A History of Christianity in Asia – Book Review

A History of Christianity in Asia
Author:  Samuel Hugh Moffett
Publisher:  Orbis Books
ISBN:  1570751625 (Vol 1)
ISBN:  1570754500 (Vol 2)

Book Review by Dr Kang San Tan, Head of Mission Studies, Redcliffe College.

Samuel Moffett’s two-volume work on The History of Christianity in Asia is becoming a standard reference for students and missionaries interested in Asian Christianity.  Previous history textbooks have generally not given adequate attention to the growth of Christianity in Asia, focusing instead on Western Christianity.  Moffett’s indispensable 2 volumes correct that imbalance.

The early presence of Christian communities in Persia, India, Pakistan and China are all fascinating discoveries for Asian Christians seeking historical legacies.  Readers gain insights into the nature of the ascetic communities which became major mission forces from the third century onwards.

Although heavy reading with massive historical data, Moffett ably arouses the reader’s interests with penetrating questions such as: What is the nature of “Nestorian Christianity” which went to China during the 7th Century?  Were these Nestorian missionaries carrying an orthodox or syncretistic faith?  Why did Nestorian Christianity disappear from China altogether, and what lessons for subsequent missionary work can we draw from these events?  Of interest is Moffett’s cautious support for the tradition that the apostle Thomas carried the gospel to India, which is treated as legend by many historians (pp. 25-39).

Volume 1 ends with a study of how Christianity survived during those challenging years from 1000 to 1500.

The second volume charts the growth of Christianity as a missionary movement in Asia, establishing the fact that Christianity was one of the truly great religions of Asia, alongside what was traditionally known as Asian religions such as Hinduism, Confucianism or Buddhism.  Moffett explores how Christian missionary work advanced in the context of the Buddhist and Muslim kingdoms of South East Asia, and the successive persecutions of Christians in Japan in 1587, 1597 and 1614.  He mixes historical narrative with personal stories of Christian martyrs.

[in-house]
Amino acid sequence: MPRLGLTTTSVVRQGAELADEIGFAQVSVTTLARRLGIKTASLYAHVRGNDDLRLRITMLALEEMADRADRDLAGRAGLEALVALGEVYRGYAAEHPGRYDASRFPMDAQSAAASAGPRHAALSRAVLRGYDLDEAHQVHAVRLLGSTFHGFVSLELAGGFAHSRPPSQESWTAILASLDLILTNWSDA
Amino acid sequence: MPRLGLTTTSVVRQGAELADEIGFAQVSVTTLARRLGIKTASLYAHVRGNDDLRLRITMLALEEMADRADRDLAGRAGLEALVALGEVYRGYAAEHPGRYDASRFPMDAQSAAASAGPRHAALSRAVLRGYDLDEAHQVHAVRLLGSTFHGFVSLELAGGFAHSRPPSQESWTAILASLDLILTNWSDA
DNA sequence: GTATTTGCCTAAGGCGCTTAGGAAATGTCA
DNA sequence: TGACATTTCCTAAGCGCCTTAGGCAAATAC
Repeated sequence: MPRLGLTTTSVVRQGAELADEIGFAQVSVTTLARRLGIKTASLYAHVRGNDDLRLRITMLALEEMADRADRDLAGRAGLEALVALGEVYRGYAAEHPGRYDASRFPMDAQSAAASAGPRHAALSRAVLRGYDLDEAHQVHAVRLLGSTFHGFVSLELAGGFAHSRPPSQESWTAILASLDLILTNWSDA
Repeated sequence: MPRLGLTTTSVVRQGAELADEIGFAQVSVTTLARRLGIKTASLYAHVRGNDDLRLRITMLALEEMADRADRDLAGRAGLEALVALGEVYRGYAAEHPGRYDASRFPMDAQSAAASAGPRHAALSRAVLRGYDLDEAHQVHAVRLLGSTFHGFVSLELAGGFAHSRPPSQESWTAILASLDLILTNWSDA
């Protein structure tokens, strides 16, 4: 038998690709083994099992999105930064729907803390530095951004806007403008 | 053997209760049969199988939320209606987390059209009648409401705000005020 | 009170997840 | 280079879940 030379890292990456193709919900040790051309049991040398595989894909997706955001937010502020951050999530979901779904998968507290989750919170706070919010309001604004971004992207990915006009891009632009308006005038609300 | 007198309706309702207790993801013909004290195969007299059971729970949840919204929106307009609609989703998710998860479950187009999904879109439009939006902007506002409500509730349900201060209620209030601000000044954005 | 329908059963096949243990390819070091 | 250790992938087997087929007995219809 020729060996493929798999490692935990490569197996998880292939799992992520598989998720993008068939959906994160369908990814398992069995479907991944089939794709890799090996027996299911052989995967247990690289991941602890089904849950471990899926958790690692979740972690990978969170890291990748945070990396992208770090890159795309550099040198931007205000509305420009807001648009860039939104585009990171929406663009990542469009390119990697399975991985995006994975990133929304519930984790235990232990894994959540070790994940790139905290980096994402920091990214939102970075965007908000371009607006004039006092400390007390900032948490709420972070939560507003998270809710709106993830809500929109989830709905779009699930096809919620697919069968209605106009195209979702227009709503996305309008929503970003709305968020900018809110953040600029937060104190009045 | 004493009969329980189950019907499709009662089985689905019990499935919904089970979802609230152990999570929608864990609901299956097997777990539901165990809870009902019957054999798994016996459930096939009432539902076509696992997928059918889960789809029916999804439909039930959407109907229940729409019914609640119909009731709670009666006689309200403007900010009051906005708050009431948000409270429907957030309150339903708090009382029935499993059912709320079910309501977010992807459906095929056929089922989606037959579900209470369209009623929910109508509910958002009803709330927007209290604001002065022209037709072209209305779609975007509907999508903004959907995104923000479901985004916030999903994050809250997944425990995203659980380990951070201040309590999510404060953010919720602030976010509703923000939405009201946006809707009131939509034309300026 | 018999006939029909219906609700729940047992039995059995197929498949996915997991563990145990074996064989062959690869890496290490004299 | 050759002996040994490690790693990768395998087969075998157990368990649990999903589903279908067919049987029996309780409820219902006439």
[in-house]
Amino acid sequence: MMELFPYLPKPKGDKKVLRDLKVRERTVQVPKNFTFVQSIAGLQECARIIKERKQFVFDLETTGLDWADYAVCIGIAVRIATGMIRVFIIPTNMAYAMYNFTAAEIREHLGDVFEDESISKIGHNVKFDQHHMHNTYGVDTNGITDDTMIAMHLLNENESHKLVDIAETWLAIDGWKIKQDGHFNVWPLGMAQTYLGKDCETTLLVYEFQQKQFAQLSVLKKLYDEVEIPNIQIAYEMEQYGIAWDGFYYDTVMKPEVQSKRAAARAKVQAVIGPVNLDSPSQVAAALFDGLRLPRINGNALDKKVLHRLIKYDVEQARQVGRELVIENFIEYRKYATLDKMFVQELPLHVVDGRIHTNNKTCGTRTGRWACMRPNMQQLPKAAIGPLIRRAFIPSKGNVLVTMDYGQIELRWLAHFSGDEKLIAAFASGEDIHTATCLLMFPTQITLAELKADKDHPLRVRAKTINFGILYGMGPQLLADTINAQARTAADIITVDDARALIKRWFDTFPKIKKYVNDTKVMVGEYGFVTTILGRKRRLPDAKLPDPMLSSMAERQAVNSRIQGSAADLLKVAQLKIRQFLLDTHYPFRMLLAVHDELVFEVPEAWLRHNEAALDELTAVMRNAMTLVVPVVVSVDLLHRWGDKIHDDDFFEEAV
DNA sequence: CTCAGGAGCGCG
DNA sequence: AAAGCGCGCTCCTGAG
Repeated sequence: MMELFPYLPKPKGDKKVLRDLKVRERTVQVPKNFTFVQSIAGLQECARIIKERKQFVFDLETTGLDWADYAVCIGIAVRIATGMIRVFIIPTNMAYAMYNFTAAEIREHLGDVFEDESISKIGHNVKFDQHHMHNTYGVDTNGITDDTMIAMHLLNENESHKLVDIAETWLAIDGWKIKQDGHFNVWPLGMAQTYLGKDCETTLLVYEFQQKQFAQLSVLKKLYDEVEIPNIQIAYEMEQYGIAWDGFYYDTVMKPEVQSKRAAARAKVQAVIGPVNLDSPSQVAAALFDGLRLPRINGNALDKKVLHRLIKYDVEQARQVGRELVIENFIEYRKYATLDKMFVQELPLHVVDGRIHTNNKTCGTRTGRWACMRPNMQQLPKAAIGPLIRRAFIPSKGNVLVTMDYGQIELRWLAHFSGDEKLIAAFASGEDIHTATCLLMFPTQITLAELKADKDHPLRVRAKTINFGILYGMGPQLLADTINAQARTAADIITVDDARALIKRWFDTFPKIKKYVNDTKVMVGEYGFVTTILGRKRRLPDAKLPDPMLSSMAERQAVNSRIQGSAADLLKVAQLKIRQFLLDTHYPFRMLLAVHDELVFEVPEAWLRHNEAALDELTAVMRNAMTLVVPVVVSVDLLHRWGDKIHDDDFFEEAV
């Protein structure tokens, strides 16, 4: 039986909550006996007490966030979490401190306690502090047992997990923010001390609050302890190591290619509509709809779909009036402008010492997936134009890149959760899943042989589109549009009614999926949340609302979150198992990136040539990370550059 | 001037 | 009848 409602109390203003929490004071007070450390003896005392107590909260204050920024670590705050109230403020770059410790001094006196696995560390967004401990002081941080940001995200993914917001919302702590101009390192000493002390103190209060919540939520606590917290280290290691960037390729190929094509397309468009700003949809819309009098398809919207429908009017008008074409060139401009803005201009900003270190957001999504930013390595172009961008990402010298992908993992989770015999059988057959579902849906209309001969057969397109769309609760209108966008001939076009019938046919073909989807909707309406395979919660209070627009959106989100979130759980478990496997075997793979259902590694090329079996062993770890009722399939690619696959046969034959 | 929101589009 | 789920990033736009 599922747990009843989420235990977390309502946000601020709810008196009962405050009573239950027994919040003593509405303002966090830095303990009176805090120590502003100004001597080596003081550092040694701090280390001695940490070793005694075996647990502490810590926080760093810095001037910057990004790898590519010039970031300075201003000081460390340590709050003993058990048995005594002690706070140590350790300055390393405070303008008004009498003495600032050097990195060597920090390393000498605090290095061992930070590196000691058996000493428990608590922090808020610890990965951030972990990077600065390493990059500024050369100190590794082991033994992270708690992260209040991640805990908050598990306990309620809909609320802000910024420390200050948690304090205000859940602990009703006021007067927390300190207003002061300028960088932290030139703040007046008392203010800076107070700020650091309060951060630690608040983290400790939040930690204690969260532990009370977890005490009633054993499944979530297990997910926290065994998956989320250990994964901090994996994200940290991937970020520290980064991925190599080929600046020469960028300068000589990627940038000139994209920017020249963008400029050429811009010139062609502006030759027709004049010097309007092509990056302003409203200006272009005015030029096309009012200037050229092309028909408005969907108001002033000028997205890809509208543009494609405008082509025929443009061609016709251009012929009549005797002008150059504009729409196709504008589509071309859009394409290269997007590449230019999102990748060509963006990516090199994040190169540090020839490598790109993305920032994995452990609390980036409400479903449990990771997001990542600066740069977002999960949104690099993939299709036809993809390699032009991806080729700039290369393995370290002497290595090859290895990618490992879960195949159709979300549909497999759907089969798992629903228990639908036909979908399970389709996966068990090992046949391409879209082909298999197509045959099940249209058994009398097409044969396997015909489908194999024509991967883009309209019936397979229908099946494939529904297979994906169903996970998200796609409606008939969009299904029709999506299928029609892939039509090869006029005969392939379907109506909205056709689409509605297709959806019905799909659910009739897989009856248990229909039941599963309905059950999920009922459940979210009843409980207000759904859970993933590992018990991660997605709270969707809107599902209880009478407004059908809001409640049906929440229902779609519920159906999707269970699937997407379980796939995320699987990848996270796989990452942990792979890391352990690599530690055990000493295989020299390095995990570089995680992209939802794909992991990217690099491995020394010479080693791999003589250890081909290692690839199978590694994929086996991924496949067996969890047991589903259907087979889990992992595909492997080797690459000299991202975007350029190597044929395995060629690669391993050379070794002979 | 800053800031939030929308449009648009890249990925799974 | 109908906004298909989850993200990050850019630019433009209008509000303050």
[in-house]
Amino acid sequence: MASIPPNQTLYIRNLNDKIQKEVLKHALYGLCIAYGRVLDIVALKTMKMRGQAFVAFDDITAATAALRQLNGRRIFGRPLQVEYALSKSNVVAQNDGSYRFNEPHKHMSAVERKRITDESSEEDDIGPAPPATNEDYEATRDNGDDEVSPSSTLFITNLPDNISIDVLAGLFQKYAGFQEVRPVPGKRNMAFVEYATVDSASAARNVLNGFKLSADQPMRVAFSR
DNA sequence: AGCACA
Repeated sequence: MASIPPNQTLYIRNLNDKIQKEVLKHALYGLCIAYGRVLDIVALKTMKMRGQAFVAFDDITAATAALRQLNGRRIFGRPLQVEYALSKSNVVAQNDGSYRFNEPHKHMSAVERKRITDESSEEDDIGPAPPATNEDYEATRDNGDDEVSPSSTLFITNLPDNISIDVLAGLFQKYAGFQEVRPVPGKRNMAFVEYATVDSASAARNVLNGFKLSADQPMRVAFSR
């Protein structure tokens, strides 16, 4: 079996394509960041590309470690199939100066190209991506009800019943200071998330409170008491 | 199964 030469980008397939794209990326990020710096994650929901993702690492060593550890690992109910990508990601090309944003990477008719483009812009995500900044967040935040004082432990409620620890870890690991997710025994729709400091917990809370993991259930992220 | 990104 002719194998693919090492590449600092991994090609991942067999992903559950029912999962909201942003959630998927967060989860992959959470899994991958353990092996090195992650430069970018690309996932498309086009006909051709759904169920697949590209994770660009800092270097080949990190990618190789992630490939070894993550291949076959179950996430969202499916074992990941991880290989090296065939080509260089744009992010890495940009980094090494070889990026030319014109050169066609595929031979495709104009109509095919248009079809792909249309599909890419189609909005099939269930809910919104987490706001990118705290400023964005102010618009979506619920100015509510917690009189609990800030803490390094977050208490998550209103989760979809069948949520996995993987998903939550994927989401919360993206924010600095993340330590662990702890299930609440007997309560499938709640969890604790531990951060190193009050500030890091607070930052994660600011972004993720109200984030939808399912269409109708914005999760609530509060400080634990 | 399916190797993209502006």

The second volume is a tour de force covering the growth of Christianity in China, India, Korea, the Philippines, Ceylon, Burma and other parts of Asia, highlighting significant events, yet stopping to analyse some of the difficulties in the young church during these early periods.  Moffett’s study also makes an important contribution against the previously held belief that Christian expansion is synonymous with colonial expansion.  While not denying its close relationship, Moffett offers repeated accounts where Western colonial masters could also be hostile against Christian missionary efforts.

His final concluding Epilogue, outlining 5 debatable generalisations regarding the history of Christian in Asia during the nineteenth century is worth further reflections and study. These are:
1) If the measure of growth is the number of Christian adherents, the nineteenth century was a great success
2) The nineteenth century was a Protestant century
3) A century of evangelism
4) A century of ‘women in mission’
5) Its characteristic mission structure was the ‘voluntary society.’ (634-643)

Empires have come and gone, and yet the church of Jesus Christ remained and flourished despite persecutions.

These 2 volumes will strengthen the sense of Christian heritage for all Asian Christians.  Both volumes give a resounding message for Christians worldwide, particularly in the Post-Christian West.  Moffett concludes his massive 2 volumes with the following confidence claim:

Jesus Christ was born in Asia.  Some say that Christianity has failed in Asia.  Not so.  The numbers tell us otherwise.  And the mounting chorus of voices from Asia’s Christians should remind us in the doubting West that God never fails.

Back to Issue 16

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